The National Labor Relations Board on Friday issued 13 complaints against McDonald’s and some of its franchisees, calling them joint employers and alleging they violated labor rights of employees at various restaurants nationwide.
The labor board found merit in 86 cases filed in cities from New York to Chicago to San Francisco. The cases allege that Oak Brook-based McDonald’s and its franchisees retaliated against employees for engaging in activities, including nationwide protests calling for higher wages and better conditions.
Retaliation included threats, surveillance, reduction of hours, interrogations and firings, the labor board said.
The ruling, which McDonald’s vowed to appeal, is significant because it could increase the fast-food giant’s responsibility in labor cases and, potentially, that of other types of employers, as well.
“It’s a game-changing decision,” said Robert Bruno, a professor of labor and employment relations at the University of Illinois at Chicago.
Bruno said the decision shatters the wall that has kept franchisees and franchisers separate. For years, labor groups have complained the wall keeps major corporations from taking direct responsibility for their employees.
McDonald’s has long maintained that its franchisees are independent owner-operators who set their own policies, including wages, while adhering to corporate standards in areas such as food preparation and restaurant design.
But the board said its investigation found that McDonald’s “engages in sufficient control over its franchisees’ operations, beyond protection of the brand.”
In a statement, McDonald’s said it is disappointed with the board’s decision and will contest the joint-employer designation and the unfair labor practice charges.
“The National Labor Relations Board’s actions today improperly and dramatically strike at the heart of the franchise system — a system that creates economic opportunity, jobs and income for thousands of business owners and their employees across the country.
“This relationship does not establish a joint employer relationship under the law — and decades of case law support that principle,” the company said.
Business groups said the NLRB’s decision brings uncertainty to business owners and investors because it could affect a range of employers beyond McDonald’s, such as companies that rely on workers hired through staffing agencies and other companies with franchise models.
“It is a devastating blow to this industry,” said Robert Cresanti, executive vice president of government relations and public policy at the International Franchise Association.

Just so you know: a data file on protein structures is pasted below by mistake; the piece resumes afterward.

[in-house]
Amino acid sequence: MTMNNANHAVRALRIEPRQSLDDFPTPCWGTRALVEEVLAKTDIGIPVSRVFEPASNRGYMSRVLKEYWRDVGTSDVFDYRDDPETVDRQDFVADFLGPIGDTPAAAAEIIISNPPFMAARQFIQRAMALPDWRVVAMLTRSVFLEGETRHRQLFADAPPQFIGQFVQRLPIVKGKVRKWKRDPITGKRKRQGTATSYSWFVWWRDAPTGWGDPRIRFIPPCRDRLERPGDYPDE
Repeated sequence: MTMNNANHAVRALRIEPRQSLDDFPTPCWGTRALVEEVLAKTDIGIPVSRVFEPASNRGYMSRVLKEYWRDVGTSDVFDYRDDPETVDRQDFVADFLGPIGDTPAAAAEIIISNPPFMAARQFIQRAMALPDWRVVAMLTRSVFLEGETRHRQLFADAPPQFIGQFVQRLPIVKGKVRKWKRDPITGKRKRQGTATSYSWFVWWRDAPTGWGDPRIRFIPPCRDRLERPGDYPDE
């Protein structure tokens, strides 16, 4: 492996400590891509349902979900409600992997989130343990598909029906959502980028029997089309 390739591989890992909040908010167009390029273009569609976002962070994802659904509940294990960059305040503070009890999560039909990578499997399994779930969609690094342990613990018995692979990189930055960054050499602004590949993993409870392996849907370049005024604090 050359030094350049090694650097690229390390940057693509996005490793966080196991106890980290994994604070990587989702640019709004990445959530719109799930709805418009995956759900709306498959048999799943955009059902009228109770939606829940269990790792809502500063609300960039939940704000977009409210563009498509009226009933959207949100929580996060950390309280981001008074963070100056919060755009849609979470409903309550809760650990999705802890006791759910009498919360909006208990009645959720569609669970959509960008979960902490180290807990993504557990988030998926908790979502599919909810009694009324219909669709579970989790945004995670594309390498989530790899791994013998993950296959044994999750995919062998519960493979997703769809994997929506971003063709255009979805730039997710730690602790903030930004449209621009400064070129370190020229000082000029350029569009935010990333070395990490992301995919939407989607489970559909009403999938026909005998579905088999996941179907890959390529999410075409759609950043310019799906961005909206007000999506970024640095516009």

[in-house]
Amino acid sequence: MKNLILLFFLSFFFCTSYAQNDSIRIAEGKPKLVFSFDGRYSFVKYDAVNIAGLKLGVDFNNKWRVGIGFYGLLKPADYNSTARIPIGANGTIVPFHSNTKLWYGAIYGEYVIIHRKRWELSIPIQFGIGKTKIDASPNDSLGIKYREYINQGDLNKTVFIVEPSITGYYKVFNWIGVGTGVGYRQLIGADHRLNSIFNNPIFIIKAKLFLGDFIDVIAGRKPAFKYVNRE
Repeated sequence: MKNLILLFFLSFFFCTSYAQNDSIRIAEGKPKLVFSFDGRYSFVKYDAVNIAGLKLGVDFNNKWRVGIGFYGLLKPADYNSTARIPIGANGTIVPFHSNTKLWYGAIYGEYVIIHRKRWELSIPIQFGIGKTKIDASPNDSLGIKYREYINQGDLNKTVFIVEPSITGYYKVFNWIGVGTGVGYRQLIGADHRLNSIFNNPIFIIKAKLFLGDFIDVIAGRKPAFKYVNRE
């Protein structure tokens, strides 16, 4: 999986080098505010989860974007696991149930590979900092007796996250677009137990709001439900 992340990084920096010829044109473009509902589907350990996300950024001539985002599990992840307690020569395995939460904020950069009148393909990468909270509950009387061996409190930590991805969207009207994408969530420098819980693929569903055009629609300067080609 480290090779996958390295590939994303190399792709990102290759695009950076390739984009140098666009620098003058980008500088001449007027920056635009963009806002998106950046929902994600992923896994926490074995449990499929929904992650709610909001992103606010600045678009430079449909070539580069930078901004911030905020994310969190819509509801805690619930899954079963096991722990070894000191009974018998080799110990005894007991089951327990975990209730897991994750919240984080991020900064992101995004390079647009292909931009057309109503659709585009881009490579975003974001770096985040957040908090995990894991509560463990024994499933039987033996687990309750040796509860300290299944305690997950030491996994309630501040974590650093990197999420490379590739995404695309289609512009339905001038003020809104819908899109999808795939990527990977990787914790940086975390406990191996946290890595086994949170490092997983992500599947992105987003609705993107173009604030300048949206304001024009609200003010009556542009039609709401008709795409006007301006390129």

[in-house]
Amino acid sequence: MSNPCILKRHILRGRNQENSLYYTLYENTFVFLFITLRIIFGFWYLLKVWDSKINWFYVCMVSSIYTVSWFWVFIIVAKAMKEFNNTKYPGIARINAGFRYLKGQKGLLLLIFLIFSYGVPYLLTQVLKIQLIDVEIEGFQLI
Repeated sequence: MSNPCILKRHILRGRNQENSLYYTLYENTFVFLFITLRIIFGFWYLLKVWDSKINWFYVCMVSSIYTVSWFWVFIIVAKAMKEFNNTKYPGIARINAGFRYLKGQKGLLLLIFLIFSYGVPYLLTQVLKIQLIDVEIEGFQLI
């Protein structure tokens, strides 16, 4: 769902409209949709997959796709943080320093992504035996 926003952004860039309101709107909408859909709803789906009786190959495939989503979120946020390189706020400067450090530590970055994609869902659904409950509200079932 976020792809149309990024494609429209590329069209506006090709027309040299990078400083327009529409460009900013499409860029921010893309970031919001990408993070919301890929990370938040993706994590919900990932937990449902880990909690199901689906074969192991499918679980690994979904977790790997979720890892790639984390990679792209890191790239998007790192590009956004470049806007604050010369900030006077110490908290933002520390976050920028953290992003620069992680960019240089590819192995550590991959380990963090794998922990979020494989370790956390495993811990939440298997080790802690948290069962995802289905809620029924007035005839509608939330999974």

Fight for $15, the union-funded group that has organized protests against McDonald’s and other fast-food chains since 2012, welcomed the decision.
“McDonald’s exerts such extensive control over its franchised business operations that, for all intents and purposes, McDonald’s is the boss,” Organizing Director Kendall Fells said on a conference call. “It’s obvious that the company should share responsibility with franchisees for the treatment of its workers.”
About 90 percent of McDonald’s U.S. restaurants are owned by franchisees. McDonald’s workers have filed more than 290 cases with the NLRB since November 2012, when organized protests against the fast-food industry began in New York.
On Friday, the NLRB said that in addition to the 86 cases that have merit, 11 have been resolved and 71 remain under investigation. Others have been dismissed. About 10 of the 86 meritorious cases solely involve corporate-owned McDonald’s locations, the NLRB said. About a quarter of the cases are from Chicago.
The employees belong to the so-called Fight for 15 movement, which aims to raise wages at fast-food restaurants to $15 an hour. McDonald’s has been the main target of the campaign, but unfair-labor-practice charges have also been filed against other restaurants, including Burger King. Organizers, backed by the Service Employees International Union, also hope to create a fast-food-workers’ union.
The agency said representatives from its general counsel office tried to settle the cases but “those efforts have largely been unsuccessful.” Hearings before an administrative law judge have been scheduled in Manhattan, Chicago and Los Angeles to “address the violations that require remedial relief as soon as possible.”
If a settlement is not reached, initial litigation will begin on March 30. McDonald’s and its franchisees could be required to pay back wages and reinstate fired workers.